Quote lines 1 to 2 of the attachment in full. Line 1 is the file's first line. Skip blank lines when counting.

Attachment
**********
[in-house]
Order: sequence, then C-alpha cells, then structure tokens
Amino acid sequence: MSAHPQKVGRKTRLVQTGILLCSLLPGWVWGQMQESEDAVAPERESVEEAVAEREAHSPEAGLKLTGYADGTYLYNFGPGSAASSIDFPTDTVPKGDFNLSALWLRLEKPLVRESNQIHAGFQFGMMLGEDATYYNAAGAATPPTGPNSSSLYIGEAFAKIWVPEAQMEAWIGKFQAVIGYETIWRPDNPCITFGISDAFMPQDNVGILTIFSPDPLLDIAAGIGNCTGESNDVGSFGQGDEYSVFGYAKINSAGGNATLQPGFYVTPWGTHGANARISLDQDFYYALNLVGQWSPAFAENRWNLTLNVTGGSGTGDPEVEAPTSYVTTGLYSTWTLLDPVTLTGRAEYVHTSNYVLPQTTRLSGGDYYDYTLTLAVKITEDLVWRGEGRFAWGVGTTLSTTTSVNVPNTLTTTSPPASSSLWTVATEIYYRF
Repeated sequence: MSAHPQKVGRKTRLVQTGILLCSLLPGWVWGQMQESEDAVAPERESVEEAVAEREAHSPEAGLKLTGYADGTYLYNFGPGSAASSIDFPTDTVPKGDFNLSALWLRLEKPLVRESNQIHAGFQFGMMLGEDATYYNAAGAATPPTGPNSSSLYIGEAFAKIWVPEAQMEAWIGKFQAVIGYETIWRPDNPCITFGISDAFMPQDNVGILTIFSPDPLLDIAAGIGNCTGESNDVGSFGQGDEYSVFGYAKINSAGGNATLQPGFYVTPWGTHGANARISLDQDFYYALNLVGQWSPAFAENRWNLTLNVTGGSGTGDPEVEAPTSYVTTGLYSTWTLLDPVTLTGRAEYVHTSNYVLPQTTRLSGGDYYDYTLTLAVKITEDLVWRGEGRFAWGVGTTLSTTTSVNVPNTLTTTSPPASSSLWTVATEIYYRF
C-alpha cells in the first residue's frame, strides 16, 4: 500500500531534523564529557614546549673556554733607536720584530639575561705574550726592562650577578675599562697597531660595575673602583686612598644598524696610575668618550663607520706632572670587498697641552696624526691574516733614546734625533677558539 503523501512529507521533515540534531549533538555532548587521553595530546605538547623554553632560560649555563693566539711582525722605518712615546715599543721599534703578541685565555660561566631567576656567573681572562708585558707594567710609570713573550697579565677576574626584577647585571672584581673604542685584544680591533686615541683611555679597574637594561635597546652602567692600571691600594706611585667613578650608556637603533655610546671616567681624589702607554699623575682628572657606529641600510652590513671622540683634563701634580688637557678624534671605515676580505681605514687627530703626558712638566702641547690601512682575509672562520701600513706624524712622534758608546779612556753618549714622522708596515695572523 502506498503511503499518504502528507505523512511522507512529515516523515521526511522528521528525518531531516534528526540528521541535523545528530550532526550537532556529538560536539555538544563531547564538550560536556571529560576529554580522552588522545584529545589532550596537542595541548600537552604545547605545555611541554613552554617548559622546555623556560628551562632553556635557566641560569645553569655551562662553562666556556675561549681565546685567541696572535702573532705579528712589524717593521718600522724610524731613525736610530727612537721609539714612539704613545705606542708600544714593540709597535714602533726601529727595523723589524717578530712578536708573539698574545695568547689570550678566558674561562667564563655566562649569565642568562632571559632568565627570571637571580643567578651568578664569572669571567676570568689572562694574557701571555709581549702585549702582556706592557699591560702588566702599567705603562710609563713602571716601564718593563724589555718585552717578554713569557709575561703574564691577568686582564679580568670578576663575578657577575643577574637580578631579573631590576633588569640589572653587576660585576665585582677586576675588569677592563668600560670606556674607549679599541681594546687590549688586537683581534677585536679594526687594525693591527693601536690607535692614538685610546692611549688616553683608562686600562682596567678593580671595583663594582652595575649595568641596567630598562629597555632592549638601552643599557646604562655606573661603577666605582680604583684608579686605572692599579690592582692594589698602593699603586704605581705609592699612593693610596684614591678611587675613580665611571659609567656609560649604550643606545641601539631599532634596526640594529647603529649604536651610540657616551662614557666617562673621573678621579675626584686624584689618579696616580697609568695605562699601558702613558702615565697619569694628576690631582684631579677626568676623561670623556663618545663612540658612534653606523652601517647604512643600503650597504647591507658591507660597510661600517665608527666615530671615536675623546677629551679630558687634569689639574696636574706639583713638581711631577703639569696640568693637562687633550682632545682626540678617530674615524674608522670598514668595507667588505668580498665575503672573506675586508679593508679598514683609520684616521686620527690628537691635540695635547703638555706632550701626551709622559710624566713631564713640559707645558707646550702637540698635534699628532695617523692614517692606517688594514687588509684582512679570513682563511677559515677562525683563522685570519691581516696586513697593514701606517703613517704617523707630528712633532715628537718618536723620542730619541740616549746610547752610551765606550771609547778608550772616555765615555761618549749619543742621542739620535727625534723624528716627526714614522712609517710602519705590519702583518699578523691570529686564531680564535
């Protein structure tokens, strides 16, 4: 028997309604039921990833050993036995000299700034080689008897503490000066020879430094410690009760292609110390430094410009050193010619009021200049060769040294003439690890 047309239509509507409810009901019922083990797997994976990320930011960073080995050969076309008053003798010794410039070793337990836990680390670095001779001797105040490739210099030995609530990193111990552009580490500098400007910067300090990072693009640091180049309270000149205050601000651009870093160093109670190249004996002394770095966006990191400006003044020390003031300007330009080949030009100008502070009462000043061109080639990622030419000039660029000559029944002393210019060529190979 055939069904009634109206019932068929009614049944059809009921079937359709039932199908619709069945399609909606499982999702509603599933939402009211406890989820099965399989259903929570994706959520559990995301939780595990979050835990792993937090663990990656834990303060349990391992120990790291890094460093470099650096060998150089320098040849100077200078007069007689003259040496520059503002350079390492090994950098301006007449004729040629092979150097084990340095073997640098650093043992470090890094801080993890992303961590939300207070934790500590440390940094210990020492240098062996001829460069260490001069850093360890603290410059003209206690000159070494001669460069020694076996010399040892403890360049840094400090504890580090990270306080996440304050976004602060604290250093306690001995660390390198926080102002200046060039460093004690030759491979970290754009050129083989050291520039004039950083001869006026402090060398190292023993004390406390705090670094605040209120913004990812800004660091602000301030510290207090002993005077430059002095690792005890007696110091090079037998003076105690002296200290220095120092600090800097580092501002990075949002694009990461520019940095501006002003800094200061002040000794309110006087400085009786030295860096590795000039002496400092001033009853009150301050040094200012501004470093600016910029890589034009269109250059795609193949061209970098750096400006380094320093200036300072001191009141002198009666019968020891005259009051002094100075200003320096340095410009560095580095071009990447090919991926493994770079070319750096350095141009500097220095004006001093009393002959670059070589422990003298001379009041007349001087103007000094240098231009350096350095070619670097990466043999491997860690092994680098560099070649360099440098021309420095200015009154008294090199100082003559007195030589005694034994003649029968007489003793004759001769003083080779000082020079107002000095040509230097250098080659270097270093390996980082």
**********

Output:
[in-house]
Order: sequence, then C-alpha cells, then structure tokens